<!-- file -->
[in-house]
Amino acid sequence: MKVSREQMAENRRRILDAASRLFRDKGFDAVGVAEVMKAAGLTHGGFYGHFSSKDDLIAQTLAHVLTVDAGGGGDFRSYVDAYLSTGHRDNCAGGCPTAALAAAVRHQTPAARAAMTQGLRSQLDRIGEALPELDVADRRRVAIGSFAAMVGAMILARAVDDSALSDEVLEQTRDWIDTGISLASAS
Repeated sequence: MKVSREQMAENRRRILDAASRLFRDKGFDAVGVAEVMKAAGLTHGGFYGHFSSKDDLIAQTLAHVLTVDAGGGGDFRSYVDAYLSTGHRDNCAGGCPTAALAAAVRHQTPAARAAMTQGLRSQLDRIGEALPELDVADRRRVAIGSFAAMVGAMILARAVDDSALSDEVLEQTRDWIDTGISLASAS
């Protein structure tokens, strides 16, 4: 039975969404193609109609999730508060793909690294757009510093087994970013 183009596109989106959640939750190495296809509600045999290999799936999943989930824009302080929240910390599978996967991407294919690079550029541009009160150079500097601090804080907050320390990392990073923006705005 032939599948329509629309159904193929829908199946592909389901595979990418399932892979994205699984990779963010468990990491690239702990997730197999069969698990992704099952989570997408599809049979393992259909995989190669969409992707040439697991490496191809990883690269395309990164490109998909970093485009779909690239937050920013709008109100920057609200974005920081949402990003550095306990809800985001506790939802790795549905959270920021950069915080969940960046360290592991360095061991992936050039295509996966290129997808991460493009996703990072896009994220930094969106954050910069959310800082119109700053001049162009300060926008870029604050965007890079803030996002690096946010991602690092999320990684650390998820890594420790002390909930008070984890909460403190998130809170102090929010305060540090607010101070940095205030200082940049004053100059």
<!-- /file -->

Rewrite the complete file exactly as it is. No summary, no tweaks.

[in-house]
Amino acid sequence: MKVSREQMAENRRRILDAASRLFRDKGFDAVGVAEVMKAAGLTHGGFYGHFSSKDDLIAQTLAHVLTVDAGGGGDFRSYVDAYLSTGHRDNCAGGCPTAALAAAVRHQTPAARAAMTQGLRSQLDRIGEALPELDVADRRRVAIGSFAAMVGAMILARAVDDSALSDEVLEQTRDWIDTGISLASAS
Repeated sequence: MKVSREQMAENRRRILDAASRLFRDKGFDAVGVAEVMKAAGLTHGGFYGHFSSKDDLIAQTLAHVLTVDAGGGGDFRSYVDAYLSTGHRDNCAGGCPTAALAAAVRHQTPAARAAMTQGLRSQLDRIGEALPELDVADRRRVAIGSFAAMVGAMILARAVDDSALSDEVLEQTRDWIDTGISLASAS
């Protein structure tokens, strides 16, 4: 039975969404193609109609999730508060793909690294757009510093087994970013 183009596109989106959640939750190495296809509600045999290999799936999943989930824009302080929240910390599978996967991407294919690079550029541009009160150079500097601090804080907050320390990392990073923006705005 032939599948329509629309159904193929829908199946592909389901595979990418399932892979994205699984990779963010468990990491690239702990997730197999069969698990992704099952989570997408599809049979393992259909995989190669969409992707040439697991490496191809990883690269395309990164490109998909970093485009779909690239937050920013709008109100920057609200974005920081949402990003550095306990809800985001506790939802790795549905959270920021950069915080969940960046360290592991360095061991992936050039295509996966290129997808991460493009996703990072896009994220930094969106954050910069959310800082119109700053001049162009300060926008870029604050965007890079803030996002690096946010991602690092999320990684650390998820890594420790002390909930008070984890909460403190998130809170102090929010305060540090607010101070940095205030200082940049004053100059």